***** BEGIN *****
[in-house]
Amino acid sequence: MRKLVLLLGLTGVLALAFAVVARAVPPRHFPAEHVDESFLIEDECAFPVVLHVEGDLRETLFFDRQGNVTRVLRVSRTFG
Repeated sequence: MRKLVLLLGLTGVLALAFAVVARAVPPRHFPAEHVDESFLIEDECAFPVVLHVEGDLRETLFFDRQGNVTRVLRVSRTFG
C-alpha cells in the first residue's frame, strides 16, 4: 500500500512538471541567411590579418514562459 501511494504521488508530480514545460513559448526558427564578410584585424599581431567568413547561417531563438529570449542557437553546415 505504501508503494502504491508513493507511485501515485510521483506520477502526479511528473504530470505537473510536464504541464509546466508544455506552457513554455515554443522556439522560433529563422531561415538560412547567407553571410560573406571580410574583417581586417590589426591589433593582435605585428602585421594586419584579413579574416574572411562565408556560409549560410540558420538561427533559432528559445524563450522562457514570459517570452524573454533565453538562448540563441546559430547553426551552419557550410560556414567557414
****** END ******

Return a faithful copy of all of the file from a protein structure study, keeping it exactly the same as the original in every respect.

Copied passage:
[in-house]
Amino acid sequence: MRKLVLLLGLTGVLALAFAVVARAVPPRHFPAEHVDESFLIEDECAFPVVLHVEGDLRETLFFDRQGNVTRVLRVSRTFG
Repeated sequence: MRKLVLLLGLTGVLALAFAVVARAVPPRHFPAEHVDESFLIEDECAFPVVLHVEGDLRETLFFDRQGNVTRVLRVSRTFG
C-alpha cells in the first residue's frame, strides 16, 4: 500500500512538471541567411590579418514562459 501511494504521488508530480514545460513559448526558427564578410584585424599581431567568413547561417531563438529570449542557437553546415 505504501508503494502504491508513493507511485501515485510521483506520477502526479511528473504530470505537473510536464504541464509546466508544455506552457513554455515554443522556439522560433529563422531561415538560412547567407553571410560573406571580410574583417581586417590589426591589433593582435605585428602585421594586419584579413579574416574572411562565408556560409549560410540558420538561427533559432528559445524563450522562457514570459517570452524573454533565453538562448540563441546559430547553426551552419557550410560556414567557414